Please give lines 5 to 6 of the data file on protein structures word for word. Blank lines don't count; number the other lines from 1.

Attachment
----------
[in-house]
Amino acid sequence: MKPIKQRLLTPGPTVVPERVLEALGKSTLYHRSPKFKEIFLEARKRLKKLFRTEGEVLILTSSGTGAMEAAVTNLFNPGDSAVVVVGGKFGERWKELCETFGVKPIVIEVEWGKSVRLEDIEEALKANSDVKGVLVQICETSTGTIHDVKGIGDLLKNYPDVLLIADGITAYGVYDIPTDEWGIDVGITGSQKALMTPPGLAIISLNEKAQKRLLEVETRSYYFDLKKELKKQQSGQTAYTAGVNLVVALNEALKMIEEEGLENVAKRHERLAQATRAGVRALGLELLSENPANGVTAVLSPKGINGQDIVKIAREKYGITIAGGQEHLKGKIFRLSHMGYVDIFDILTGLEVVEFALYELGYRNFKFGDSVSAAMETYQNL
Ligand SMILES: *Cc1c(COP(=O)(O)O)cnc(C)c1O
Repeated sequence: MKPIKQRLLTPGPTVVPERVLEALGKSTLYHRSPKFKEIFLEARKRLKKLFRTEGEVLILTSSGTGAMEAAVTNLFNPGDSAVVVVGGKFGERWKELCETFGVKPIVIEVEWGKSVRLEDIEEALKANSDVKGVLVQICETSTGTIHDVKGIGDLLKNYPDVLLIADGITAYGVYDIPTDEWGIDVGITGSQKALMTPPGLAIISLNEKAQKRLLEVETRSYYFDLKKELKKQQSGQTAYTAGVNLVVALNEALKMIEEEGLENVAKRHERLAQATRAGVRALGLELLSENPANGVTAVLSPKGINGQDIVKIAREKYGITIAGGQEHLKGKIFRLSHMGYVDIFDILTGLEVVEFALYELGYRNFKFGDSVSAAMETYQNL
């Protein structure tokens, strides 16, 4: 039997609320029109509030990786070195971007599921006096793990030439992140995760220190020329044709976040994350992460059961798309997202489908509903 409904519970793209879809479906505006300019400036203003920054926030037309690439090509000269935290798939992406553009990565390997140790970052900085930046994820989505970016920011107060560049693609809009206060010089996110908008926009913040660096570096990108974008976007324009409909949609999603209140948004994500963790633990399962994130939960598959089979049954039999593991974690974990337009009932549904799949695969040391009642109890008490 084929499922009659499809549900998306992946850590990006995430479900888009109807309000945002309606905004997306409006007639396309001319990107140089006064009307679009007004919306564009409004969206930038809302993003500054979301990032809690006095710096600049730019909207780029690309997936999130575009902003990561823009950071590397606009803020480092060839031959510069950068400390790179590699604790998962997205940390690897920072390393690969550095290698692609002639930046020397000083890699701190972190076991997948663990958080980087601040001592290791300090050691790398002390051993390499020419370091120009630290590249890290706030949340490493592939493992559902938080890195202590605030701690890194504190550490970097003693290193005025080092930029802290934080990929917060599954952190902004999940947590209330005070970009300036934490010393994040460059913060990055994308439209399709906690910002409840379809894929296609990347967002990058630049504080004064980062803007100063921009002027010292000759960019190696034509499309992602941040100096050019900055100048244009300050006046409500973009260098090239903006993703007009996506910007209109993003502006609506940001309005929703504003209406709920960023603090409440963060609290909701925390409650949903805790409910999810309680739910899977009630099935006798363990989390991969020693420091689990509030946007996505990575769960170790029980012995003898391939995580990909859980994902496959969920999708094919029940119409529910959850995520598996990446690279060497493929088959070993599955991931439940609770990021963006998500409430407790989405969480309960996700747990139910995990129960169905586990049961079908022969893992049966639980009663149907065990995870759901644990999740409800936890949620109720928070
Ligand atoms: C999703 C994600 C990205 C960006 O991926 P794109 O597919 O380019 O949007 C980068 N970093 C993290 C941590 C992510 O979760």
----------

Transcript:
């Protein structure tokens, strides 16, 4: 039997609320029109509030990786070195971007599921006096793990030439992140995760220190020329044709976040994350992460059961798309997202489908509903 409904519970793209879809479906505006300019400036203003920054926030037309690439090509000269935290798939992406553009990565390997140790970052900085930046994820989505970016920011107060560049693609809009206060010089996110908008926009913040660096570096990108974008976007324009409909949609999603209140948004994500963790633990399962994130939960598959089979049954039999593991974690974990337009009932549904799949695969040391009642109890008490 084929499922009659499809549900998306992946850590990006995430479900888009109807309000945002309606905004997306409006007639396309001319990107140089006064009307679009007004919306564009409004969206930038809302993003500054979301990032809690006095710096600049730019909207780029690309997936999130575009902003990561823009950071590397606009803020480092060839031959510069950068400390790179590699604790998962997205940390690897920072390393690969550095290698692609002639930046020397000083890699701190972190076991997948663990958080980087601040001592290791300090050691790398002390051993390499020419370091120009630290590249890290706030949340490493592939493992559902938080890195202590605030701690890194504190550490970097003693290193005025080092930029802290934080990929917060599954952190902004999940947590209330005070970009300036934490010393994040460059913060990055994308439209399709906690910002409840379809894929296609990347967002990058630049504080004064980062803007100063921009002027010292000759960019190696034509499309992602941040100096050019900055100048244009300050006046409500973009260098090239903006993703007009996506910007209109993003502006609506940001309005929703504003209406709920960023603090409440963060609290909701925390409650949903805790409910999810309680739910899977009630099935006798363990989390991969020693420091689990509030946007996505990575769960170790029980012995003898391939995580990909859980994902496959969920999708094919029940119409529910959850995520598996990446690279060497493929088959070993599955991931439940609770990021963006998500409430407790989405969480309960996700747990139910995990129960169905586990049961079908022969893992049966639980009663149907065990995870759901644990999740409800936890949620109720928070
Ligand atoms: C999703 C994600 C990205 C960006 O991926 P794109 O597919 O380019 O949007 C980068 N970093 C993290 C941590 C992510 O979760």